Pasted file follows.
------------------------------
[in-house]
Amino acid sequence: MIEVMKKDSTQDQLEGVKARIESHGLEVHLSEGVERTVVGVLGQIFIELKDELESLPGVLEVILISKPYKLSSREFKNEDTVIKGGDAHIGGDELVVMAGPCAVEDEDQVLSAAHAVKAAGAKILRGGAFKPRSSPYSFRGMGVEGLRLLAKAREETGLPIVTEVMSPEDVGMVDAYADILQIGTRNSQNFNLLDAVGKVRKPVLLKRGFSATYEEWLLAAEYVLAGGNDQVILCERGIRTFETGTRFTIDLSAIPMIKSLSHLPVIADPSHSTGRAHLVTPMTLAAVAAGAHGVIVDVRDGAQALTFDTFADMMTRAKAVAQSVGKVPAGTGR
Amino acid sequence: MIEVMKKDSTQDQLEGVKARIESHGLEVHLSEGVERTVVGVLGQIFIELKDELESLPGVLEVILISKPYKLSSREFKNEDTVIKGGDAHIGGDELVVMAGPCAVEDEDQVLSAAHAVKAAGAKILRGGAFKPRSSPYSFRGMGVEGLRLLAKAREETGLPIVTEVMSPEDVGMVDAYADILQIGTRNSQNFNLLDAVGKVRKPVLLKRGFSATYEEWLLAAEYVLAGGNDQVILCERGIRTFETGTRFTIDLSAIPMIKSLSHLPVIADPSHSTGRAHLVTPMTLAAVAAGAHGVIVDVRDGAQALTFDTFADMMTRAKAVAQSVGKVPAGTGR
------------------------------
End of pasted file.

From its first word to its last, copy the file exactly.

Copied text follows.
[in-house]
Amino acid sequence: MIEVMKKDSTQDQLEGVKARIESHGLEVHLSEGVERTVVGVLGQIFIELKDELESLPGVLEVILISKPYKLSSREFKNEDTVIKGGDAHIGGDELVVMAGPCAVEDEDQVLSAAHAVKAAGAKILRGGAFKPRSSPYSFRGMGVEGLRLLAKAREETGLPIVTEVMSPEDVGMVDAYADILQIGTRNSQNFNLLDAVGKVRKPVLLKRGFSATYEEWLLAAEYVLAGGNDQVILCERGIRTFETGTRFTIDLSAIPMIKSLSHLPVIADPSHSTGRAHLVTPMTLAAVAAGAHGVIVDVRDGAQALTFDTFADMMTRAKAVAQSVGKVPAGTGR
Amino acid sequence: MIEVMKKDSTQDQLEGVKARIESHGLEVHLSEGVERTVVGVLGQIFIELKDELESLPGVLEVILISKPYKLSSREFKNEDTVIKGGDAHIGGDELVVMAGPCAVEDEDQVLSAAHAVKAAGAKILRGGAFKPRSSPYSFRGMGVEGLRLLAKAREETGLPIVTEVMSPEDVGMVDAYADILQIGTRNSQNFNLLDAVGKVRKPVLLKRGFSATYEEWLLAAEYVLAGGNDQVILCERGIRTFETGTRFTIDLSAIPMIKSLSHLPVIADPSHSTGRAHLVTPMTLAAVAAGAHGVIVDVRDGAQALTFDTFADMMTRAKAVAQSVGKVPAGTGR